Pigs and criminals clear bracken in Noirmont, Jersey
A farmer at Noirmont headland, in Jersey, believes he has found a solution to stop bracken taking over the countryside.
Alan Rabet said an experiment last year to make use of pigs, an animal with a natural ability for digging, has now proved a success.
He said: "The pigs uprooted the bracken and it has come back very light this year.
"The pigs are just cleaning up, the root of bracken goes to be a foot deep and the pigs like digging, so they are digging the roots out."
It is not just pigs helping clear the headland. Criminals serving community sentences are also providing the manpower.
Andy Le Marrec, Community Service Supervisor in Jersey, said: "Currently they [criminals] are removing what's known as the litter layer of the heathland following the removal of bracken.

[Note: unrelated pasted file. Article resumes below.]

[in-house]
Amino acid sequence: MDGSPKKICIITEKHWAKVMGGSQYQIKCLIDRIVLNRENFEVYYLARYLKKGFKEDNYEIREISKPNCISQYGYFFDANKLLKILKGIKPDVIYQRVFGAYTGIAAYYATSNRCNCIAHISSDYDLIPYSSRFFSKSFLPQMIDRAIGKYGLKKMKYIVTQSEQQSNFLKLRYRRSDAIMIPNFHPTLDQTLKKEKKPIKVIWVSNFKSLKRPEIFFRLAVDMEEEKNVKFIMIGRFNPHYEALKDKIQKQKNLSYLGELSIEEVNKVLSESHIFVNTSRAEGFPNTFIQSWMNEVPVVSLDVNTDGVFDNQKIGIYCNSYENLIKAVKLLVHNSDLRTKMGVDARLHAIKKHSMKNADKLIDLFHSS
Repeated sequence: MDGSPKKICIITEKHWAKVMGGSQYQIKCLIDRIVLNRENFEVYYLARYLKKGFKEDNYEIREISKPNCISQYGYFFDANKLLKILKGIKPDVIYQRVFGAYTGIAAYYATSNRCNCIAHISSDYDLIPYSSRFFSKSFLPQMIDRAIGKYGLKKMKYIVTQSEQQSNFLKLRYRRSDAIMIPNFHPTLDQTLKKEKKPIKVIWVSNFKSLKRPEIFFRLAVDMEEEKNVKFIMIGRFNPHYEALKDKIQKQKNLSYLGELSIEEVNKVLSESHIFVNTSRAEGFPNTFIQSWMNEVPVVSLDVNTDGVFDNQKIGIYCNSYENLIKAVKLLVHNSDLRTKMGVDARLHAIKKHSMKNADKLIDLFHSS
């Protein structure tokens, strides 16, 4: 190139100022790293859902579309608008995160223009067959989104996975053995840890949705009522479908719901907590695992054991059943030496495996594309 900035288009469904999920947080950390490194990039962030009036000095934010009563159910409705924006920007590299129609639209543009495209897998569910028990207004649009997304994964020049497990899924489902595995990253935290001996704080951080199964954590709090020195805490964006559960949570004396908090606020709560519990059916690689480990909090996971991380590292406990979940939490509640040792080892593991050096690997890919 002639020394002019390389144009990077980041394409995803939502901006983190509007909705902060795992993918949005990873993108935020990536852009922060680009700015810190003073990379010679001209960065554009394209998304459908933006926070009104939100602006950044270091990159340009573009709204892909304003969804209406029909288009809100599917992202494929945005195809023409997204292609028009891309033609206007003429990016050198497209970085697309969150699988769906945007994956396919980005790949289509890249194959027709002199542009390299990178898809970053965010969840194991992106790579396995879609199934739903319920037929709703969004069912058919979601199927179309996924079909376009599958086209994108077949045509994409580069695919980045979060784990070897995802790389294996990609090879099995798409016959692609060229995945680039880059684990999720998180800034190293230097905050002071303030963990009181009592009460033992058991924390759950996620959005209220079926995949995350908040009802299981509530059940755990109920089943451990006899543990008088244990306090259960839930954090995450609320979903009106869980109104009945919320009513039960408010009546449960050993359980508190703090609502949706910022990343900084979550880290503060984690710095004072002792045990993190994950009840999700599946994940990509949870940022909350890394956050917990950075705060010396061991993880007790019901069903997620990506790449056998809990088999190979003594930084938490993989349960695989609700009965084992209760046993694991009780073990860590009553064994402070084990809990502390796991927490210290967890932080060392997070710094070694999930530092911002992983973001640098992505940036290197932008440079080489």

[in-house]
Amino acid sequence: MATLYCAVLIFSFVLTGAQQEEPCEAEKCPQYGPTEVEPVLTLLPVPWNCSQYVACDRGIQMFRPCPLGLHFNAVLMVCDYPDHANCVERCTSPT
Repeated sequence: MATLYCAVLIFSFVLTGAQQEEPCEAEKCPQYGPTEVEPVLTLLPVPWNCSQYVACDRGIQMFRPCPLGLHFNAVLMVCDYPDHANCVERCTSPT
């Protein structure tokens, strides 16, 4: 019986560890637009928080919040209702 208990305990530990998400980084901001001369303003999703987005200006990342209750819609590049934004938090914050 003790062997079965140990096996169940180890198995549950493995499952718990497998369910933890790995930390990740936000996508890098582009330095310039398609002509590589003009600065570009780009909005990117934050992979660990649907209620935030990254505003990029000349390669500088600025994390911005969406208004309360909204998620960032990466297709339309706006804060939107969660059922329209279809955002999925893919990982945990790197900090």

"We're working for the recovery of the grassland and in other areas for the restoration of the heather."
Bracken is a prolific and abundant type of coarse fern that spreads quickly, especially in headlands and grasslands
John Pinel, Principle Ecologist, Department of the Environment, said bracken was a problem for native species.
He said: "Bracken takes over very large areas of land, it is very expensive to manage.
"We have to get in tractors and the pigs do a very similar job, they are doing a fantastic restoration job to bring back the grassland here."
Mr Pinel said Noirmont was an important piece of land for plants and wildlife.
He said: "Noirmont itself was heavily damaged by the German occupying forces in World War II when they were constructing bunkers and other military installations here.
"The heathland has been recovering since then.
"The work we are trying to achieve up here is to ensure conditions are right for the wide range of heathland plants and animals that are so critically dependent on the habitats."
The aim of the project is to restore the area to nature, removing bracken, litter and other things that harm the native plants and animals.